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Amelia Curran

Amelia Curran Title: Instructor III
Office: 3C49
Building: Centennial Hall
Email: a.curran@uwinnipeg.ca


MA University of Manitoba

PhD Carleton University 


Dr. Amelia Curran received her PhD from the University of Carleton Sociology and Anthropology Department where she wrote her dissertation on the material and affective qualities of gang territories.

Dr. Curran is currently involved in two research projects. She is the Principal Investigator on a Manitoba Research Alliance/SSHRC-funded project studying the use, experiences, and implications of bail conditions, (e.g., do-not-attend/no contact/area restrictions, residential conditions, curfews) for marginalized communities in Manitoba.  

The second is the NHS-funded, IRCOM-led research project: Addressing the Housing Needs of Refugee Families Through Transitional Housing and Wrap-Around Supports, which studies the relationship between housing, holistic programming, and refugees’ complex resettlement needs.


CJ-1002 Introduction to Criminal Justice

CJ-2100 Foundations of Criminal Justice

CJ/SOC-3223 Green Criminology

Research Interests:

Social Justice, Youth Justice, Youth Gangs, Carceral Geographies and Geographies of Crime/Justice, Critical Carcerality, Social Justice Policy, Policing, Housing and Justice, New Materialist Theory and Methodologies.


Mopas, M & Curran, A. (2016). Seeing the similarities in songs: Music plagiarism, forensic musicology, and the translation of sound in the courtroom, pp 73-88, In Hamilton, S., Sargent, N. Wilke, C., Majury, D., and Moore, D. (eds), Sensing the Law, New York: Routledge.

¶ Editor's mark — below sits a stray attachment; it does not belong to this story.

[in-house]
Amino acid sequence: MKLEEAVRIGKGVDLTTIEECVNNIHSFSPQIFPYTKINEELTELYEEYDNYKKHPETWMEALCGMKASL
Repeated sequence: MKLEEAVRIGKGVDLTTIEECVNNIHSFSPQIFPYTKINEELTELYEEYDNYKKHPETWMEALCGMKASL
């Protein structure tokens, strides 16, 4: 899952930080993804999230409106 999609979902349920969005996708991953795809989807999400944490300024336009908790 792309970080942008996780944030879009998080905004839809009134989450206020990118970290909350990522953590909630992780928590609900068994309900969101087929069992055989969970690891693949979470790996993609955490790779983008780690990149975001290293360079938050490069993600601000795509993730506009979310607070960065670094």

Mopas, M & Curran, A (2016). Translating the Sound of Music: Forensic Musicoloty and Visual Evidence in Music Copyright Infringement Cases. Canadian Journal of Law and Society, 31(1), 25-46.

Woolford, A. & Curran, A. (2013). Community Positions, Neoliberal Dispositions: Managing Nonprofit Social Services Within the Bureaucratic Field, Critical Sociology, 39(1), 45-63.

Woolford, A. & Curran, A. (2011). NeoLiberal Restructuring, Limited Autonomy, and Relational Distance in Manitoba’s Nonprofit Field, Critical Social Policy, 31(4), 583-606.

Curran, A., Bowness, E. & Comack, E. (2010). Meeting the Needs of Youth: Perspectives from Youth-Serving Agencies. Canadian Centre for Policy Alternatives - Manitoba. ISBN: 978-1-926888-12-5.

Martin, T., Curran, A., & Lapierre, J. (2006). Banking in Winnipeg’s Aboriginal and Impoverished Neighbourhood. The Canadian Journal of Native Studies XXVI, 2: 331-359.

Buckland, J., Martin, T., Reimer, B., Barbour, N., Curran, A. & McDonald, R. (2005). Fringe Banking in Winnipeg’s North End. Canadian Centre for Policy Alternatives, Manitoba. ISBN: 0-88627-428-1

Buckland, J., Martin, T., Barbour, N., Curran, A., McDonald, R. & Reimer, B. (2003). The Rise of Fringe Financial Services in Winnipeg’s North End: Client Experiences, Firm Legitimacy and Community-Based Alternatives. Winnipeg Inner-City Research Alliance, Institute of Urban Studies, University of Winnipeg. Available at: http://ius.uwinnipeg.ca/WIRA/wira_pub-fringe-financial.htm